Roosters (here playing against the Rabbitohs in Sydney last Friday) are odds-on favourite to win this year’s grand final. But are they the really the best team to take out the 2015 title?
AAP Image/Dan Himbrechts
Is it age or experience that counts in the teams challenging for this years's NRL Grand Final? Or do we need to look deeper into the game statistics?
Employment growth does not equal ‘jobs creation’.
AAP Image/Joel Carrett
Politicians all too often use monthly jobs numbers to infer that the other mob is doing a bad job or that they are doing a great job at managing the economy. But that's a flawed use of the data.
It’s time to look more closely at poverty statistics.
Childhood poverty is growing among some groups of Asian Americans.
The original 1812 gerrymander district designed to favor Massachusetts governor Elbridge Gerry.
The gerrymandered district has been part of the US political landscape for two centuries. Impartial math suggests several methods for drawing fair, competitive congressional districts.
Ice cream and BBQ sales may rise when the weather's good, but it's mostly at the expense of other, cold weather, items.
Williams is on track to eclipse Court, Navratilova and Graf ... but she's not there yet.
The conscription ballot was conducted via a lottery, which was supposed to be unbiased towards any particular date.
A little mathematics reveals whether the government really did 'play god' with the Vietnam draft, as suggested by former deputy Prime Minister Tim Fisher.
Television is not like it used to be, but it’s difficult to find accurate data on how it’s changing.
With free-to-air, pay TV, catch-up services and video-on-demand, television is changing in Australia, and the viewership metrics are struggling to keep up.
The real game gets filtered by the imaginary.
OlegDoroshin / Shutterstock.com
Football games are now watched through a haze of statistics, generated by betting, fantasy football and video games.
Or do they completely miss the mark?
It turns out the only insider knowledge you'll need is a copy of last year's standings.
It seems MPs like Iain Duncan Smith could do with some basic statistics training.
Michael Stephens/PA Archive
When MPs can't get to grips with basic statistics, it's bad for democracy.
Don’t you trust me? Give me a tip!
Tip jar from www.shutterstock.com
Citizens of countries that rank higher on the so-called Trust Index tend to be more generous when it comes to tipping waiters.
Clinical trials rely on statistics to show whether drugs are more effective than placebo pills. But how can we be certain?
Statistics are valuable tools for researchers - but may not be as reliable as we think. New research suggests the widely-used P value is inappropriate.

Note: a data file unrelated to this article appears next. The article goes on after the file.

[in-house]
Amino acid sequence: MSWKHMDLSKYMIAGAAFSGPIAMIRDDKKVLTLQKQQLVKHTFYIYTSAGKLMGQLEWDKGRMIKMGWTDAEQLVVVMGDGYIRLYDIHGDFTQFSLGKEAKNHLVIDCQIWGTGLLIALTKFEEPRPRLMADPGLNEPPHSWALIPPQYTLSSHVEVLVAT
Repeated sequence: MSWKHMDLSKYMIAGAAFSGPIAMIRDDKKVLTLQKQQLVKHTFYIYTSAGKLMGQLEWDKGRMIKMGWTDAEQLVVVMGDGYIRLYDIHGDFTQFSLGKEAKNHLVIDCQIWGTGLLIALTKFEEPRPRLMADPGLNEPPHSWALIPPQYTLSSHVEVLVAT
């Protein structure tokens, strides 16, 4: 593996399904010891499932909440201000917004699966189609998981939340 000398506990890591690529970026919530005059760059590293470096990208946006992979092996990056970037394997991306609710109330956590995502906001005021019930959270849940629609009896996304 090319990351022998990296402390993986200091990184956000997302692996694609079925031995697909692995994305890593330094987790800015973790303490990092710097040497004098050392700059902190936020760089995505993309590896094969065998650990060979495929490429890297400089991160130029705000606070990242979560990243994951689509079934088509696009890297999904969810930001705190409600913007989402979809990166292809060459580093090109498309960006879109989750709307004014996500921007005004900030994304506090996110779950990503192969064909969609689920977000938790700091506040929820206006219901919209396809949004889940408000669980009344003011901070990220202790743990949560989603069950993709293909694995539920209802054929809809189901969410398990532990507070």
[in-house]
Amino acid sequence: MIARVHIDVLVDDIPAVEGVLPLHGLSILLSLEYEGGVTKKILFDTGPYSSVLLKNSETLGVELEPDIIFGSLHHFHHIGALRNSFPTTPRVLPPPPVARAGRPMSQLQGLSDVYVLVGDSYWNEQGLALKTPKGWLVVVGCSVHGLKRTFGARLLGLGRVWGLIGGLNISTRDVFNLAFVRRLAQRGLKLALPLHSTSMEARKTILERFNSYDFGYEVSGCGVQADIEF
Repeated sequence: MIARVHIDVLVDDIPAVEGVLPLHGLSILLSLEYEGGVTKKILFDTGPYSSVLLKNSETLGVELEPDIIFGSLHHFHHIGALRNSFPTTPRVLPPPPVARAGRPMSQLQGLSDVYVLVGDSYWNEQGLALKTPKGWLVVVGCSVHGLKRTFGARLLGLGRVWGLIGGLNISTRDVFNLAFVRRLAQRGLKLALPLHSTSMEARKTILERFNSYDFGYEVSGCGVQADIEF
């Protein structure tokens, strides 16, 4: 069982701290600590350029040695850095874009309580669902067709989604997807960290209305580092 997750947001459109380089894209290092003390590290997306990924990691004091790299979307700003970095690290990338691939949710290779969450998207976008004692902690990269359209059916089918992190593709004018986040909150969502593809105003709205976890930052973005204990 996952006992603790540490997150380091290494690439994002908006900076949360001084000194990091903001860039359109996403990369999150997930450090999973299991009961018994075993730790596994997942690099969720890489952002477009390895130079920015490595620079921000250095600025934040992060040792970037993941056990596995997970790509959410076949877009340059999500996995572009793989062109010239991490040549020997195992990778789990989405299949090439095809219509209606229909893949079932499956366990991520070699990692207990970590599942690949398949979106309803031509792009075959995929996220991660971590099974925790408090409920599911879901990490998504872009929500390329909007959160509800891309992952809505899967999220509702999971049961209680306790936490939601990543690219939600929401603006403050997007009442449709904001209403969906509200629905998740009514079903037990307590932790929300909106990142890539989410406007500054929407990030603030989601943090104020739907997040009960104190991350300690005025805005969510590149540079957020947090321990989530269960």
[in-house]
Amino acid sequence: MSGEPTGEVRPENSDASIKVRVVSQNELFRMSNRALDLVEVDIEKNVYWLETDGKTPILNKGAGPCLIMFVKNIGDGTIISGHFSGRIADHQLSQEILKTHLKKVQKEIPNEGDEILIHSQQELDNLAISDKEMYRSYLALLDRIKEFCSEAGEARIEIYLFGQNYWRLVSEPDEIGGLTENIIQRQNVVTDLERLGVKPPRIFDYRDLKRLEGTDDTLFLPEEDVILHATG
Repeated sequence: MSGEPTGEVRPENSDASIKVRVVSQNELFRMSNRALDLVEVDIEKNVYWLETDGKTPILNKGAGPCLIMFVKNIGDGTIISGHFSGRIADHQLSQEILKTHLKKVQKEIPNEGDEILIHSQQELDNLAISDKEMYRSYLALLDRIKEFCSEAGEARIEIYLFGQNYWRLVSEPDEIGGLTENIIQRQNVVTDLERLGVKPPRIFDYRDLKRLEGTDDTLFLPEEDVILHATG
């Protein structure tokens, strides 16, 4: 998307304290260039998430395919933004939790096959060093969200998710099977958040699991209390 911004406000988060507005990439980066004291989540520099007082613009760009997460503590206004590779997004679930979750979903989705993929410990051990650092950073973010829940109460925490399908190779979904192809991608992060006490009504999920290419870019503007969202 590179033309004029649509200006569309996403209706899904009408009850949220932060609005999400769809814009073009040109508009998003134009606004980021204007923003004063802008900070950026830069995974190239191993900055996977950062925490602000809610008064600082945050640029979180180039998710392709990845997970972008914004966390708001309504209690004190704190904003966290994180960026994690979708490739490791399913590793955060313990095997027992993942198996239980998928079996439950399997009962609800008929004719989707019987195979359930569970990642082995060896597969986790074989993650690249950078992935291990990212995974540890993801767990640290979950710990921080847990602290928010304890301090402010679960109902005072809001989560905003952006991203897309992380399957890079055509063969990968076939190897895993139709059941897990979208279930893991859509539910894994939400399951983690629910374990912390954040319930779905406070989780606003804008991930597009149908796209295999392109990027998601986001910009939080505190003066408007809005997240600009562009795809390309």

Australia’s census covers a wide range of topics, including some that are very infrequently covered by other surveys.
If reports are to be believed, both the Australian Bureau of Statistics (ABS) and the federal government are strongly considering moving from a five-year to a ten-year census cycle. This move has been…
Adjusted data from Australian weather stations has been peer-reviewed before. But the government’s new technical panel could still offer useful advice.
The federal government’s new “Technical Advisory Forum” on weather data, announced by parliamentary environment secretary Bob Baldwin last week, will “review and provide advice on Australia’s official…
Plum. But would it matter who the umpire was?
Martin Rickett/PA Archive
They may be the arbiters of the world’s most gentlemanly sport, but cricket umpires provided by the home team are still more…
Taking the fight to Ebola.
European Commission DG ECHO
The Ebola crisis brings into sharp contrast the importance of appropriate regulation for trials of new drugs. The “gold standard” in clinical research is the randomised trial, but the reliance on one particular…
Oh no – not that mistake again.
UNDERSTANDING RESEARCH: What do we actually mean by research and how does it help inform our understanding of things? Understanding what’s being said in any new research can be challenging and there are…
An example of unidirectional cause and effect: bad weather means umbrella sales rise, but buying umbrellas won’t make it rain.
UNDERSTANDING RESEARCH: What do we actually mean by research and how does it help inform our understanding of things? Today we look at the dangers of making a link between unrelated results. Here’s an…
Fear of developing skin cancer is one of the stronger motives for people to use sunscreen, according to new US research…